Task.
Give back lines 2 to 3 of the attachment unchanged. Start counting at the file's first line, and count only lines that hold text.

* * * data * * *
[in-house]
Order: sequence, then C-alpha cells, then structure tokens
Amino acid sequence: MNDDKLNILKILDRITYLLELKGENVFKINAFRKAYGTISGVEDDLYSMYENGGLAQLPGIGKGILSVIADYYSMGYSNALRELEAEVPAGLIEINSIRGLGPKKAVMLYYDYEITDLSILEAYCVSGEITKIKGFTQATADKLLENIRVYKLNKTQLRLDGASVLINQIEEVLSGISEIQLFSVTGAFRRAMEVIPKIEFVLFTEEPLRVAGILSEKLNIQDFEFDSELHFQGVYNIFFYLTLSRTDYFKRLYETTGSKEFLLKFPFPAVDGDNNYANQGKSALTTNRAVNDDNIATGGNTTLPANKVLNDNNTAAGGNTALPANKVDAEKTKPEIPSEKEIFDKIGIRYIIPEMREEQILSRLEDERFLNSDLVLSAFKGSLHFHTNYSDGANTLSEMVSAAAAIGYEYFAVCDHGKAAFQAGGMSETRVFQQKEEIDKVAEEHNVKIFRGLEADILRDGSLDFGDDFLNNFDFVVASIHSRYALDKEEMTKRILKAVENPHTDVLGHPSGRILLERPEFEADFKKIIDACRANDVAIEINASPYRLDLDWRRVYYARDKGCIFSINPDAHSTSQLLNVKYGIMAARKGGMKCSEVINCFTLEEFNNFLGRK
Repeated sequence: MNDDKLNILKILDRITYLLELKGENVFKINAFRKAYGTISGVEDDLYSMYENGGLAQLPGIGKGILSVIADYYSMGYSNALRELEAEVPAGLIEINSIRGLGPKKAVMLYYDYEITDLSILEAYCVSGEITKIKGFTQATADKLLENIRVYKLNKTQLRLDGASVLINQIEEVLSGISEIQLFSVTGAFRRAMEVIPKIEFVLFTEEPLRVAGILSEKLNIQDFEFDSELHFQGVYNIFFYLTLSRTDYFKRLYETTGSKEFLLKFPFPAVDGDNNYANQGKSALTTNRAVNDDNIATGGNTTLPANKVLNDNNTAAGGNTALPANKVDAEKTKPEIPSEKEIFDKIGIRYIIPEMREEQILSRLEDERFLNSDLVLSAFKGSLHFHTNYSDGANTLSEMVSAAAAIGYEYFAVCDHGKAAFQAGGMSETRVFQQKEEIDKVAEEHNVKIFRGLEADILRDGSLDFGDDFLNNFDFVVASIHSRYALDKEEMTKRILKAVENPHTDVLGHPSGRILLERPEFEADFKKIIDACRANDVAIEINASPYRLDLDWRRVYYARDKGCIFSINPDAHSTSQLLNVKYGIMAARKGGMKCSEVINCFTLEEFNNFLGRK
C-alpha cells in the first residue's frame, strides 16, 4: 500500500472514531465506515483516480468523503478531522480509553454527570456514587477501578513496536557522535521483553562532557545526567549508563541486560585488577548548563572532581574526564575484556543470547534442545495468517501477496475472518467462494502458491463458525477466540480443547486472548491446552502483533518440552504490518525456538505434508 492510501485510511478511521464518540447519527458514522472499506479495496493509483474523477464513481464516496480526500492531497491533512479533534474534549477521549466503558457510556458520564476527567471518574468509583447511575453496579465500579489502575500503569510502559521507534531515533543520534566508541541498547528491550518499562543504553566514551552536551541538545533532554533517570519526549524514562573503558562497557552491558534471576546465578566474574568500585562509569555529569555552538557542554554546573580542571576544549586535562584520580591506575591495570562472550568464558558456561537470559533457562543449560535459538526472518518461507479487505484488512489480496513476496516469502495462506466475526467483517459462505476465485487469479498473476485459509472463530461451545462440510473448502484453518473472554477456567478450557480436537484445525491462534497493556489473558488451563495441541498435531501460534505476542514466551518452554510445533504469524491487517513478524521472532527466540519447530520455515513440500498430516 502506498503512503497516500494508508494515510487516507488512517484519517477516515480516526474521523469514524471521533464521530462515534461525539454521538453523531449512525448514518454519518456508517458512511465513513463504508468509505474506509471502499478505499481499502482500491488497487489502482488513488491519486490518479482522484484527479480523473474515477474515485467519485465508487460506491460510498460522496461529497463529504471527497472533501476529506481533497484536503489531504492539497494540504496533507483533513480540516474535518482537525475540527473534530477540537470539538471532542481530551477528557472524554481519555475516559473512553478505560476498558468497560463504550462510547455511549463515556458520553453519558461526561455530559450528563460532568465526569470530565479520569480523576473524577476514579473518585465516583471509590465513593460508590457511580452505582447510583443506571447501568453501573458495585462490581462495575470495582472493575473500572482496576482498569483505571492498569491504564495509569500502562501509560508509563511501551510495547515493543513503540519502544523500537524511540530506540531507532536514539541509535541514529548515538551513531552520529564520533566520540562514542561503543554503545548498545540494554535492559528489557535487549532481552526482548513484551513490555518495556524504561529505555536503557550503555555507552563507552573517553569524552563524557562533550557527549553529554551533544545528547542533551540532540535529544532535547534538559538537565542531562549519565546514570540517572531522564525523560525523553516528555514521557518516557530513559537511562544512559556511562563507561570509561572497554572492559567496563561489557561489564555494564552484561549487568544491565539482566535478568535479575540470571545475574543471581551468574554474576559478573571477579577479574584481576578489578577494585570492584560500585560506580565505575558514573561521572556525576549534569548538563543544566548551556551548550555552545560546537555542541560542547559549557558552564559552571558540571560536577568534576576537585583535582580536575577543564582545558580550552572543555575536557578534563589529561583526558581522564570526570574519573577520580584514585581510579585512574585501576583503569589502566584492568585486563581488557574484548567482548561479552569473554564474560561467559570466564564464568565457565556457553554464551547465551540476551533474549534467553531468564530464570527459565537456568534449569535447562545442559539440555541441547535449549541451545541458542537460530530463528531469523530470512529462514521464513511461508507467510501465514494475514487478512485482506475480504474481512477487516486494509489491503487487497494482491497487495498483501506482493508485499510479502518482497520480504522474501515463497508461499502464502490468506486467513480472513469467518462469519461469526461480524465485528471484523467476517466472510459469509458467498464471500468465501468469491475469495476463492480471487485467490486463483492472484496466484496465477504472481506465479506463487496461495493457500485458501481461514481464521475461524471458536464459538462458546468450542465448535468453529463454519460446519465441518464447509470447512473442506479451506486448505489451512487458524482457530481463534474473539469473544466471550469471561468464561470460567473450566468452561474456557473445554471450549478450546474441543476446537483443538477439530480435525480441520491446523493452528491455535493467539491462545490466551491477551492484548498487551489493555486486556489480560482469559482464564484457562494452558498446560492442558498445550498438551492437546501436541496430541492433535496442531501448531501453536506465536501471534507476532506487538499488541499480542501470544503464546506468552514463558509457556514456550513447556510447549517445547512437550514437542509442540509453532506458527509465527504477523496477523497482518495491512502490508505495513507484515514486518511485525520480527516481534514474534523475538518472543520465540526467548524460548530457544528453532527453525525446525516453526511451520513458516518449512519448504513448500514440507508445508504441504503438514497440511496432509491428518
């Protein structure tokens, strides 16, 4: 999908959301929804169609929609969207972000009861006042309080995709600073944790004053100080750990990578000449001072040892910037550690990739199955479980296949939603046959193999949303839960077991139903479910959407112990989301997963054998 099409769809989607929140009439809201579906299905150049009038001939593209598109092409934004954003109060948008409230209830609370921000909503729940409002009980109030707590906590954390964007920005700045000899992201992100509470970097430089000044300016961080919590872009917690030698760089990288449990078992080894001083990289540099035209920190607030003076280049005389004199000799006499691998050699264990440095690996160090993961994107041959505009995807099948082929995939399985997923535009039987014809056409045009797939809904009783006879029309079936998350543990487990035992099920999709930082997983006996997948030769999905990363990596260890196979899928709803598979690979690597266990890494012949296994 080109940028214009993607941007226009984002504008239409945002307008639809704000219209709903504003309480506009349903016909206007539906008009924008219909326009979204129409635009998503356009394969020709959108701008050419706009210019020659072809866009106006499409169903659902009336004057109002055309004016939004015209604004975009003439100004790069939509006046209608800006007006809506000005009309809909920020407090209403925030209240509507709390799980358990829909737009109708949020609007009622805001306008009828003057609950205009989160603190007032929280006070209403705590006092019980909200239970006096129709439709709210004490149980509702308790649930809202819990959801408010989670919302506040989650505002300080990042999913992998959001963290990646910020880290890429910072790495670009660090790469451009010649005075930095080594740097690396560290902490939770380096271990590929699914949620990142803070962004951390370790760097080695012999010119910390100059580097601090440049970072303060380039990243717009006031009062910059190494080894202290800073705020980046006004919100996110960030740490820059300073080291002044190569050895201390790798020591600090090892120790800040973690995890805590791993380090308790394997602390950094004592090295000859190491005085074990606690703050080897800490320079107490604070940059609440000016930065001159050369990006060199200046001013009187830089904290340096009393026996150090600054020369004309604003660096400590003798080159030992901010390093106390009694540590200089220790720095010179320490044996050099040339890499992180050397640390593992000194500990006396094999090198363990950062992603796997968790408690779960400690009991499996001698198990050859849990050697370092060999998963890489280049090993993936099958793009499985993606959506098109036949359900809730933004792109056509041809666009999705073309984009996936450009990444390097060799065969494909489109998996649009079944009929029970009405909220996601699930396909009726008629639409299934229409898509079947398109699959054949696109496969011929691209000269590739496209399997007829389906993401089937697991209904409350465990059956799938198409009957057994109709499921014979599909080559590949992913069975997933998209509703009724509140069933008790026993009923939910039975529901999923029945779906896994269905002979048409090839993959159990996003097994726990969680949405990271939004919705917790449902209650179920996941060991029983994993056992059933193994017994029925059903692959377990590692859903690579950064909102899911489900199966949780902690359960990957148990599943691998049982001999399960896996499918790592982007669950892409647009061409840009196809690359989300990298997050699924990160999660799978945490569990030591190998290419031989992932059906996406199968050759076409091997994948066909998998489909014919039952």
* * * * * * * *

Order: sequence, then C-alpha cells, then structure tokens
Amino acid sequence: MNDDKLNILKILDRITYLLELKGENVFKINAFRKAYGTISGVEDDLYSMYENGGLAQLPGIGKGILSVIADYYSMGYSNALRELEAEVPAGLIEINSIRGLGPKKAVMLYYDYEITDLSILEAYCVSGEITKIKGFTQATADKLLENIRVYKLNKTQLRLDGASVLINQIEEVLSGISEIQLFSVTGAFRRAMEVIPKIEFVLFTEEPLRVAGILSEKLNIQDFEFDSELHFQGVYNIFFYLTLSRTDYFKRLYETTGSKEFLLKFPFPAVDGDNNYANQGKSALTTNRAVNDDNIATGGNTTLPANKVLNDNNTAAGGNTALPANKVDAEKTKPEIPSEKEIFDKIGIRYIIPEMREEQILSRLEDERFLNSDLVLSAFKGSLHFHTNYSDGANTLSEMVSAAAAIGYEYFAVCDHGKAAFQAGGMSETRVFQQKEEIDKVAEEHNVKIFRGLEADILRDGSLDFGDDFLNNFDFVVASIHSRYALDKEEMTKRILKAVENPHTDVLGHPSGRILLERPEFEADFKKIIDACRANDVAIEINASPYRLDLDWRRVYYARDKGCIFSINPDAHSTSQLLNVKYGIMAARKGGMKCSEVINCFTLEEFNNFLGRK